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[220] the manufacturers here being the party complained of, while with you it is the land-owners. So, you see, we are still children of Old England; and if we were not, we should be still doing substantially the same things, for we are all of us children of one family; connected by original qualities that will never permit us to get very far apart, even if we try.

These, however, are great matters, and I might have added to them the Repeal movement; for, though that has been almost as exclusively an Irish affair, in the United States, as it has been in Ireland, it may still serve to show how intimate are the bonds that connect the two sides of the world together. But perhaps small matters will show this even more plainly, and show at the same time how much we are alike; for, as they are not themselves the vast stream of public interests, which, like the Gulf Stream, strike of their own great impulse from one continent over to the other, but rather the feathers and straws that float on its surface, we can, perhaps, after all, measure the movement itself by them, better than we can by the flood that bears us along, as if we were only a part of it. For instance, there is mesmerism. You are all astir with that in England, and I dare say in Ireland. Well, we reprint Miss Martineau's brochures, and read them, perhaps, as much as you do. We have, too, our great mesmerizers, and our great phreno-mesmerizers, some of them like Katterfelto,—if that is the way Cowper spells his name,—with their hair on end at their own wonders, wondering for their bread; and others, mere gross, immoral mountebanks, not at all deluded by the odious tricks they perform . . . . There is, no doubt, something true at the bottom of it; and, as in many other cases, the small portion of truth preserves the large mass of error, into which it is infused, from becoming obvious and odious to all men. That there is such a thing as a mesmeric sleep can hardly now be questioned; but my faith can go no further. One of the curious circumstances about the whole matter is, that the believers should consent to be called by the name of a man whom they themselves must regard as an impostor, and who, by common consent, survived his own honor above a quarter of a century. For Mesmer, I think, did not die till about the time of the battle of Waterloo. . . . .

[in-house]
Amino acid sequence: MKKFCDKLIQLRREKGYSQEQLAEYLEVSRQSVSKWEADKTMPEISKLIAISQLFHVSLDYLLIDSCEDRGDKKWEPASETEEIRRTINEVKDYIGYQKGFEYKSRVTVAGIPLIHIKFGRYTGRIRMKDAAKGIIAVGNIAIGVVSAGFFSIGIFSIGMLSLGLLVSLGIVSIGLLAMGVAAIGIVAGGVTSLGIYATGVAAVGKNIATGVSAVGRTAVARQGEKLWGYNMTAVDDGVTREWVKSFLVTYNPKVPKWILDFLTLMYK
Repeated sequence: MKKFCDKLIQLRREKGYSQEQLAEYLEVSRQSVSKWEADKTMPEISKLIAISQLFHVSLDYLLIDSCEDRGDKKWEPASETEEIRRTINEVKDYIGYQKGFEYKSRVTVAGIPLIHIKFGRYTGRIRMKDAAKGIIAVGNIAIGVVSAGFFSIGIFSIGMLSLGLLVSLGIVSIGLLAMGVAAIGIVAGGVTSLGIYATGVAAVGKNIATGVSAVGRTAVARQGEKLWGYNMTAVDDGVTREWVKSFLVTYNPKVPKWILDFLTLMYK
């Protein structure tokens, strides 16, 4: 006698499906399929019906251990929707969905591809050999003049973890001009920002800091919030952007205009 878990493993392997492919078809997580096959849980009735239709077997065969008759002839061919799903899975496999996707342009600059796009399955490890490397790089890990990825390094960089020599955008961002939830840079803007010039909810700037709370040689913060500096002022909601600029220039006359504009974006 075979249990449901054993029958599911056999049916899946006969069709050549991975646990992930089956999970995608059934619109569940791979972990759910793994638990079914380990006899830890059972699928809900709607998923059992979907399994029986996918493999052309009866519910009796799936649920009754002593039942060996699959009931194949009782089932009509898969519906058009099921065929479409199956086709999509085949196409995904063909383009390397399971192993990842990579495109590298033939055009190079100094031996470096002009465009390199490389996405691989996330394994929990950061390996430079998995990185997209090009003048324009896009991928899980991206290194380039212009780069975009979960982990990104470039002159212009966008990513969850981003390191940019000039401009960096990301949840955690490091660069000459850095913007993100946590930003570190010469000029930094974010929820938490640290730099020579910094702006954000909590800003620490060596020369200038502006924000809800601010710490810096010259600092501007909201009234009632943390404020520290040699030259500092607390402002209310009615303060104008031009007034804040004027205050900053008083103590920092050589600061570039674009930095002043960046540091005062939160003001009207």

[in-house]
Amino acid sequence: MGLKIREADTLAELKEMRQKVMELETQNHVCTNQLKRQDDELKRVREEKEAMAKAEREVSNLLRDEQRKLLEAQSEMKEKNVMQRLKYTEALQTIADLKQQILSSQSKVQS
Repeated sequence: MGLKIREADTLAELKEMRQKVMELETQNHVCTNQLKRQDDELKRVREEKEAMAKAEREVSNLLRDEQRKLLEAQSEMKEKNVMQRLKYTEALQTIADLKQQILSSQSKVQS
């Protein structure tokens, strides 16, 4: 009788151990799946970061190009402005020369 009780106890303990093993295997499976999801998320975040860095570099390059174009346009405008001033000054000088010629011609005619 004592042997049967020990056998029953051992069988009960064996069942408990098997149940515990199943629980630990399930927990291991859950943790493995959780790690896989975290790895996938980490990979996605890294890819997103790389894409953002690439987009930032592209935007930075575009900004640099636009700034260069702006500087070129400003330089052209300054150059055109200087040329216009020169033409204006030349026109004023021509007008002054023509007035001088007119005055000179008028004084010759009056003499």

If you will draw fro m all these facts the inference that the United States—notwithstanding we have just chosen Mr. Polk to be President, and are in great danger of annexing Texas to our already too large territory—will still go on, and work out the original Anglo-Saxon materials of the national character to some good result, I shall

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